This was the second week of Easter, and our songs were gathered around that theme. Below, you’ll find the list of the songs and artists. Clicking the song titles will take you to the lyrics. Below the songs, there is an example of one way you might think of these songs in light of this week's theme. If you want to talk about any of these, feel free to comment at the bottom of this page or email me at firstname.lastname@example.org.
Murdered Son by John Mark McMillan
There's A Wideness In God's Mercy by Jameson McGregor (adapted from Frederick Faber)
Wayward Ones by The Gladsome Light
How They Fit In:
There are many ways to think about the significance of songs and the way they fit together–-this is simply one way you can look at these songs in light of this week’s theme.
All Creatures of Our God and King: We sang this song to begin our time together proclaiming that the resurrection of Jesus affected more than just our personal salvation--it was an emphatic yes to life, to creation as a whole. Now every inch of the cosmos sings a song not just proclaiming that it was created by God, but that God entered into it, took on the cycle of life and death that permeates the whole of creation, and ultimately broke through that cycle and crowned it with Resurrection.
Murdered Son: We sang this song for a couple of reasons. One was to reflect on what God did to and for us in the death and resurrection of Jesus. The verses talk about God setting us up above all the stars, raising us high above our station, making us "friends" of God, hiding our faults, and breaking us out of the cycle of dust and grave. Another reason we sang this song was to think what it took for God to do this. The chorus praises God's "murdered son." This language can be jarring, but it is accurate. It serves as a reminder that what God did for us in Jesus was not simply an act of kindness done at no expense. Instead, it meant God becoming human and enduring suffering, the one who is powerful taking on the position of one who is on the bottom end of a power differential--it meant God entering into everything God is pulling us out of.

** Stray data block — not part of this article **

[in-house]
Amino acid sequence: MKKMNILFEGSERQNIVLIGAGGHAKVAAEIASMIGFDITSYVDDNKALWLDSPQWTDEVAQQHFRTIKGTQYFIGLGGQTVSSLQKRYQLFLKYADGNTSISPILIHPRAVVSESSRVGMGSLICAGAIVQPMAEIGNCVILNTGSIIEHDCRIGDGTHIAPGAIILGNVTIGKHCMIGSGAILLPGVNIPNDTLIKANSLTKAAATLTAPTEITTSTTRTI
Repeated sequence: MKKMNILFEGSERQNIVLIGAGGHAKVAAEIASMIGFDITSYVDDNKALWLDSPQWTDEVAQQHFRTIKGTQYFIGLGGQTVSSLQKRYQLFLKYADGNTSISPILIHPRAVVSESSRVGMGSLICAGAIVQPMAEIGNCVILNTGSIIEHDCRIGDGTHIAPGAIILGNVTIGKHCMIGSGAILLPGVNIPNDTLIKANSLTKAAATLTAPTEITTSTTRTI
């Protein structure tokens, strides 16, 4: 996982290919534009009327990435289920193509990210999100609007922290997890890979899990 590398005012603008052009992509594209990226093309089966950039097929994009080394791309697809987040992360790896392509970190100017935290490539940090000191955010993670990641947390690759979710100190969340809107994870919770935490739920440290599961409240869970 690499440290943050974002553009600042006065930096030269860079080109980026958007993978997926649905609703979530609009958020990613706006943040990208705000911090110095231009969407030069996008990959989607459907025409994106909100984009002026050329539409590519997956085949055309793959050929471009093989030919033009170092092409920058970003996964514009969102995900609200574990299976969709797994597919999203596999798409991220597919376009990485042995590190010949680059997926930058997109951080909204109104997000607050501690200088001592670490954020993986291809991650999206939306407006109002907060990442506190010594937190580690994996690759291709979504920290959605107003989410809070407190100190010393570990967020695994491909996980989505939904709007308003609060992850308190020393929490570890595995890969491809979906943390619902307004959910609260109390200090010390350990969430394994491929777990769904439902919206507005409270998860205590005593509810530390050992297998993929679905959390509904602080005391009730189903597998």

Because He Lives: We sang this song to look over our shoulder at last week's songs. This is what we said about Because He Lives then: We sang this song to remind ourselves that the Resurrection has an effect on our daily lives--that it is relevant for our own outlook on life. Everything is different because of this moment. Everything has changed. Every story now gets woven into a greater story, and tragedies don't triumph in the end.
There's A Wideness in God's Mercy: This song was written in 1854 by Frederick Faber. I encountered a quote from it recently that I couldn't get of my head, so I looked it up. I suppose we don't always choose the things that hijack out brains, so I don't know that I can offer a thorough reason for why I chose to adapt it. I kept reading this hymn text, and eventually read it with a guitar in hand. Shortly after, I started chopping it up. What I ended up with is a fairly small percentage of the total song, but you can google the whole thing if you'd like. For me, this song shines a light on the scope of the relationship between God's love and God's mercy, as revealed in the death and resurrection of Jesus, and then causes us to shine a light on ourselves and the ways we try to put stipulations on the love of God--the line of thinking that leaves us doubting whether or not God could really love us, or sometimes, them.
Wayward Ones: We sing this song every time we take communion to remind ourselves of a couple of things. First, we are a broken people--though we are seeking to become more like Jesus, we often fail at this. Second, Christ has given Himself for us despite our brokenness. We take communion to remember the sacrifice of Jesus on our behalf, even though we did not, and do not, deserve it.
Doxology: We close our time together each week with this proclamation that God is worthy of praise from every inch of the cosmos.